Fig. 3

General average level of spontaneous and VSV-induced cytokine production by PBLs of AD patients after PRP treatment (t = 1). Freshly isolated PBLs (1 × 106/ml) from blood samples of AD patients after PRP treatment were divided into two groups. One was cultured uninfected and second was infected with VSV (102 TCID50/ml). After 40 min of VSV adsorption at RT, PBLs were washed with culture medium. All cells were next incubated at 37 °C for 24 h. Samples of medium above cultured uninfected (spontaneous cytokine production) and VSV-infected PBLs were collected for cytokine measurement with ELISA. Results has been analyzed with the Student t test for pairs

Influence of PRP on the distribution of PBLs’ subpopulations

Based on the aforementioned results, it was interesting to specify the potential effect of PRP on the distribution of PBLs’ subpopulations. First, the influence of PRP on PBLs proliferation was measured (Additional file 1). Five independent experiments with 8 repetitions each were performed. We observed that PRP does not affect PBLs proliferation. From Table 4, we can see that the average absorbance for PBLs culture (control) is 0.303 and the average absorbance for PBLs after PRP treatment is 0.311 (p = 0.592). This relevant observation showed that PRP did not exhibit a pro-proliferative activity (Additional file 2: Figure S1).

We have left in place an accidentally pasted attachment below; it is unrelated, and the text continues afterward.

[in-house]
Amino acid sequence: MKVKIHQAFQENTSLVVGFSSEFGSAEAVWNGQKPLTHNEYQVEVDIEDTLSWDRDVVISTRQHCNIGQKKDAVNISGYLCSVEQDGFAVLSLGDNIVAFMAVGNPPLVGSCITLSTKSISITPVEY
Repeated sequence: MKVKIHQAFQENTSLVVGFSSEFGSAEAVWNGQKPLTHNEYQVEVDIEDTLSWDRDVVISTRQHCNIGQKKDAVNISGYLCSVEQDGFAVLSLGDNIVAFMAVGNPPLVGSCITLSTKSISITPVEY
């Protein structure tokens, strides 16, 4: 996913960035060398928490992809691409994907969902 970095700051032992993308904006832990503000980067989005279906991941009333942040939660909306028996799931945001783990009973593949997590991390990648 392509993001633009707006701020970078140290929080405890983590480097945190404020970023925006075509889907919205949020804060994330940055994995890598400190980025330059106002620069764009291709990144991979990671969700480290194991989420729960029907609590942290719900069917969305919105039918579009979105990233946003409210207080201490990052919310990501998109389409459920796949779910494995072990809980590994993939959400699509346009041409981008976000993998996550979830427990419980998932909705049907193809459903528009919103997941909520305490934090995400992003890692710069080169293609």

Table 4 Distribution of leukocytes with basic statistics at time T = 0 (PBLs without PRP treatment, control), after 24 h of PBLs culture without PRP treatment (control) and after 24 h of PBLs culture with PRP 120 μg/ml (N = 21). Difference = PRP_24h – Control_24h. For ANOVA, see Additional file 2: Table S1. Additionally, the influence of PRP on PBLs proliferation was reported as the mean of 5 means, where every single mean was computed based on n = 8 independent measurements (N = 40)